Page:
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Scots and Scots Descendant in America
Part I - Scots in the Settlement and Development of The United States
Scots in Art, Music, etc.


THE first painter of prominence in the United States was John Smibert (1684-1751), who was born in Edinburgh. He was bred a house-painter, but having ambition for something higher, he studied hard in London and afterwards in Italy. In 1728, he came to America, finally settling in Boston. Here he acquired not only considerable fame as a portrait painter but also a substantial fortune by his art. Many of his paintings are preserved in Yale University, in the Boston Museum of Fine Arts, and elsewhere.

We also have in Colonial times, John Watson, a Scottish painter who lived for many years at Perth Amboy, N. J., and died previous to the Revolutionary War; also E. F. Andrews, who left the best portraits of Thomas Jefferson, Martha Washington and Dolly Madison, all of which hang in the White House; and Cosmo Alexander, who came to America from Edinburgh about 1770 and took with him in his travels the boy Gilbert Charles Stuart and taught him the rudiments of his art; and who at his death left Stuart in the wardship of his friend Sir George Chambers in Edinburgh.

Gilbert Charles Stuart (1752-1828), one of the most famous portrait painters of America, and next to Sir Benjamin West, the greatest American artist of his day, was born in Narragansett, Rhode Island, of Scottish parents. After the death of Sir George Chambers, he was thrown on his own resources in Edinburgh, and went through many vicissitudes before becoming a distinguished portrait painter in London. In 1792, at the height of his fame, he returned to the United States, and painted portraits of Washington, Jefferson, Madison, John Adams, and many other of the country’s most distinguished sons. His portraits of Washington are considered the best of the Father of his Country.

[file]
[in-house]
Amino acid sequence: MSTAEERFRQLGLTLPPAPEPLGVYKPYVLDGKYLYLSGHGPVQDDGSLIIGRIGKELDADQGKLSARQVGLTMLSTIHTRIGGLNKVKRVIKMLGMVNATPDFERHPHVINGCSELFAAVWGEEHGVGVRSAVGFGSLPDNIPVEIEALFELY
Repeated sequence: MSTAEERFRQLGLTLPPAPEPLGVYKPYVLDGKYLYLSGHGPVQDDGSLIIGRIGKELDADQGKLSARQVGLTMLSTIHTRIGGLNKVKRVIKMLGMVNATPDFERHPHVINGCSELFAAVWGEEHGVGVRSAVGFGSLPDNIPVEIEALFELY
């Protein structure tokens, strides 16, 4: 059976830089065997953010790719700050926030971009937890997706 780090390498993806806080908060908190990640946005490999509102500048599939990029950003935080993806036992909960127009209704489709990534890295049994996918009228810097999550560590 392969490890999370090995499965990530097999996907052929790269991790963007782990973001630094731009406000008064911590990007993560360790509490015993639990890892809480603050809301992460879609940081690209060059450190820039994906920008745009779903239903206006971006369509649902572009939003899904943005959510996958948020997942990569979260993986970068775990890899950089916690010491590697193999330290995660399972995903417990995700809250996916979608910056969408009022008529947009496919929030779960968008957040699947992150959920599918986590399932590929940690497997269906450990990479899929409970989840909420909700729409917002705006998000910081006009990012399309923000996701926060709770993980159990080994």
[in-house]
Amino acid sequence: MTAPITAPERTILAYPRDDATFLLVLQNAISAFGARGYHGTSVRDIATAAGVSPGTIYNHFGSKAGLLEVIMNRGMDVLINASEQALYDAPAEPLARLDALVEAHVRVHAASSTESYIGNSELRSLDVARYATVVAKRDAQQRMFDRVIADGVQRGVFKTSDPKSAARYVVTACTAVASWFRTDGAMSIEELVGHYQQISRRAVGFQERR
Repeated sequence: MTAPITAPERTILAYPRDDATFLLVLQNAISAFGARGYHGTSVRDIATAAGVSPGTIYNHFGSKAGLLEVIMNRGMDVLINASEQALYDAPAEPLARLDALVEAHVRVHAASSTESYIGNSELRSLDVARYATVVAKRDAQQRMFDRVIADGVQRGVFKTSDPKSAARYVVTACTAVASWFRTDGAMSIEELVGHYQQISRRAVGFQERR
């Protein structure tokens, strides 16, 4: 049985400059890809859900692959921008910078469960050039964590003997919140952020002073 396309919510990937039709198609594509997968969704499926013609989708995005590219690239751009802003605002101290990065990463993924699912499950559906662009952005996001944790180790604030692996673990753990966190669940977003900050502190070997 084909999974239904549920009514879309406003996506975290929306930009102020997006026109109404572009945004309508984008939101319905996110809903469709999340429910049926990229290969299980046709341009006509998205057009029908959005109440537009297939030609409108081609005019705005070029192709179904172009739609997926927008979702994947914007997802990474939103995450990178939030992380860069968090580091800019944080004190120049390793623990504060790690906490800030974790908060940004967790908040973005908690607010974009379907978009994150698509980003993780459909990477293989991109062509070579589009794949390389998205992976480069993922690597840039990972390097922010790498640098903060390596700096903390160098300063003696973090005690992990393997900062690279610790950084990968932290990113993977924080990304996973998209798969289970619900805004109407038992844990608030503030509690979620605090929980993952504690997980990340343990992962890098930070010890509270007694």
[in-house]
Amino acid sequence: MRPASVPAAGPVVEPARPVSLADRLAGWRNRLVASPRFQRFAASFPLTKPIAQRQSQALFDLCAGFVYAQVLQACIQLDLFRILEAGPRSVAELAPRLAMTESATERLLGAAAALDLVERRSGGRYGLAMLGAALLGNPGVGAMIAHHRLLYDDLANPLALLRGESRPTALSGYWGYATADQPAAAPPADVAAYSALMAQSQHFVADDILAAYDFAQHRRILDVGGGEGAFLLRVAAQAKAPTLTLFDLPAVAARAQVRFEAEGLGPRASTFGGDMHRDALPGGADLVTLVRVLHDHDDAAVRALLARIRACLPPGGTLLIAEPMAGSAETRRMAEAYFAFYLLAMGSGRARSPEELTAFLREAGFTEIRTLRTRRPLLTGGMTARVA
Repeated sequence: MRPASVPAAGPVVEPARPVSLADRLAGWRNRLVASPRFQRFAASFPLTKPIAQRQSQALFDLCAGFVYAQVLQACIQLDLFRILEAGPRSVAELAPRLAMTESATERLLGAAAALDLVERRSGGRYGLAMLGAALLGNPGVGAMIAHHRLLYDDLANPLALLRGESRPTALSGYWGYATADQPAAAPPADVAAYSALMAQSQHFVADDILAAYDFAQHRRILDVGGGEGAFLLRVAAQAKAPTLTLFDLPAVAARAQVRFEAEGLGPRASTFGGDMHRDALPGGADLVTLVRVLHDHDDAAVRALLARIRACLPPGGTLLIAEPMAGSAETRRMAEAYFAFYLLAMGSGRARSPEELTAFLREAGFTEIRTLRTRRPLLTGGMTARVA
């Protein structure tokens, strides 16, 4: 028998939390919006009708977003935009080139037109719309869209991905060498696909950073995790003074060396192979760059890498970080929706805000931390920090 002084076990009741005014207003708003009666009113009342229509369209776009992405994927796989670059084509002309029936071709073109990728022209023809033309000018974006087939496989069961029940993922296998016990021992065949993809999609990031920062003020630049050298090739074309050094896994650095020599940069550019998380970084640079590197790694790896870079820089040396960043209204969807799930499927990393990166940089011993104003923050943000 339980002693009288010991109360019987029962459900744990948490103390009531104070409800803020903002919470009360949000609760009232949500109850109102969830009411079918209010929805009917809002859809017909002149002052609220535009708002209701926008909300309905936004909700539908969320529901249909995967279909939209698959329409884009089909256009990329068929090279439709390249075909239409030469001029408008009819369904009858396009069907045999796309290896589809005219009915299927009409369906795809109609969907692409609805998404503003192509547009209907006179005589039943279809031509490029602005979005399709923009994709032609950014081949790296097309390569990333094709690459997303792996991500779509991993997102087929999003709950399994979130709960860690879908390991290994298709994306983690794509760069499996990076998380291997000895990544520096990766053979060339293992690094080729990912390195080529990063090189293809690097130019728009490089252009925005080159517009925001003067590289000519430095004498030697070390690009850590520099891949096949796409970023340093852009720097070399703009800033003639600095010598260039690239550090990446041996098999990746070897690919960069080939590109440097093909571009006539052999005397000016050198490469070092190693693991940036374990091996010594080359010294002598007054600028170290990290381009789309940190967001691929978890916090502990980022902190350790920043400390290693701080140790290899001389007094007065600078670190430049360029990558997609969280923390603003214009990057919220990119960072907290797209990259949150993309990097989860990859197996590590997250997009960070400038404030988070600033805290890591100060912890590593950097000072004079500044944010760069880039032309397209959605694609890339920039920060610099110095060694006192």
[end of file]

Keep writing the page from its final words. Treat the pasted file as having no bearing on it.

Dr. Alexander Anderson, the father of wood-engraving in America, was born in New York City, the son of Scottish parents, in 1774. Although educated for the medical profession, his taste lay more in artistic lines. He became a self-taught engraver and attained to the highest skill in his chosen profession, and invented many of the tools used in the art. His earliest work was illustrating the first edition of Noah Webster’s Spelling Book and another little book called the Looking-Glass for the Mind. He died in Jersey City so recently as 1870, in the ninety-sixth year of his age.

George Murray, born in Scotland, died in Philadelphia in 1822, was a pupil of Anker Smith in London, and was the most noted engraver of banknotes of his day. He is best known, however, for his skilful engraving of animals. He also engraved a number of portraits and landscapes, and two of the best engravings of the Battle of Lake Erie bear the name of his firm in Philadelphia.

In the nineteenth century we have the Smillies, a family in which the artistic temperament was highly developed. James Smillie, the first of the family, was born in Edinburgh, in 1807, and settled in New York in 1829. He was recognized as the finest landscape engraver of his time in America, and one of his brothers, William Cumming Smillie, was one of the most prominent bank-note engravers of the continent. Two of James Smillie's sons obtained high rank as artists. James D. Smillie, born in New York in 1835, engraved Darley’s illustrations to Fenimore Cooper’s novels, and became a National Academician in 1876. He was also distinguished as a painter in oil and watercolour, and his ability was such that he was twice elected President of the Water Colour Society. His brother, George Henry Smillie, also born in New York City, in 1840, became a pupil of James Macdougall Hart. He was elected an Associate of the National Academy in 1864, and in 1882 he became a full Academician, and is recognized as a master of oil and water-colour. His A Lake in the Woods (1872), , A Florida Lagoon (1875), and Summer Morning on Long Island (1884), are excellent examples of his talent.